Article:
Back in January, the lifeboat scheme had forecast its levy for the year to be £1.04bn, which was a jump of 48 per cent on last year’s total.
But the FSCS today (May 13) said this has now been cut by £206m for two reasons.
Firstly, firms expected to fail this year could now fail in the 2022/23 financial year and beyond due to the extension of government Covid support schemes.
Secondly, the FSCS said it saw lower claims volumes relating to recent insurance failures than had been expected and there are also a number of self-invested personal pension claims which will now be paid out in 2021/22 rather than this year.
Advice firms are still expected to contribute £240m to the levy. This is the same as last year, due to the fact the class is forecast to breach its funding limits for the second year in a row.
The FSCS stated: “These factors have led to a surplus for the 2020/21 financial year, which has been used to offset the previously forecasted £1.04bn levy.”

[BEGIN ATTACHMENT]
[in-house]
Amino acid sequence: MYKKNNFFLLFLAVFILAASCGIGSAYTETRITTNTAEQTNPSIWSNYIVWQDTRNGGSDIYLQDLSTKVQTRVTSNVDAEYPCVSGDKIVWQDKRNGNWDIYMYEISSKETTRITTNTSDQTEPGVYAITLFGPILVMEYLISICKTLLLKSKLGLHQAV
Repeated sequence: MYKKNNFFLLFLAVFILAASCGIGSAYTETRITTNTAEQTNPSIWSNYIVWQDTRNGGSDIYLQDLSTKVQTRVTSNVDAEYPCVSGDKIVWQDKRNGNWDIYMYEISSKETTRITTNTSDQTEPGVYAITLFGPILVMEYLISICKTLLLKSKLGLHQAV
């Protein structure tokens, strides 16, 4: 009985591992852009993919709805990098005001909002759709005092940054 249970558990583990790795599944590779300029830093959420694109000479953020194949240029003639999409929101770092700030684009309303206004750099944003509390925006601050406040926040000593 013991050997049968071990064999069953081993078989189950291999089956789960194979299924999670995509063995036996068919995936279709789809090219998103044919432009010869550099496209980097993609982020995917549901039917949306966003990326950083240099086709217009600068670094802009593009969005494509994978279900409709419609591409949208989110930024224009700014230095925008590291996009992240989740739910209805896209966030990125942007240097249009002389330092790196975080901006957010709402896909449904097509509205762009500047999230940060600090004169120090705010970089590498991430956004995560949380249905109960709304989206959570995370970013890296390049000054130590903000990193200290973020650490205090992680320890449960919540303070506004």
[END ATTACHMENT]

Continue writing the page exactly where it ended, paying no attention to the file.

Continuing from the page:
Caroline Rainbird, chief executive of the FSCS, said: "While it may be welcome news to see a lower forecast than announced in January, we do not call this a successful outcome or 'good news'.
“There is still a chance that these re-forecasted failures could occur in the years ahead. We also appreciate the levy, even at this updated forecast of £833m, is too high and the cost could put pressure on firms' finances.”
Despite the cut, the £833m levy still represents an increase of £133m on the previous year’s levy of £700m.
This is partly due to higher value pension advice claims in the Life Distribution and Investment Intermediation class and failures of Sipp operators in the Investment Provision class.
As a number of classes are likely to see more claims than they can be invoiced for in a year, the £833m levy is expected to include £116m from the retail pool, a drop from the £252m forecasted in January’s plan.
This is a separate pot that other FCA classes are required to contribute to if they have not reached their maximum levy limit, and another class has exceeded its limit.
As the full impact of Covid-19 is still unknown, there are a number of uncertainties around the number, size, and timing of any potential future failures, the FSCS said.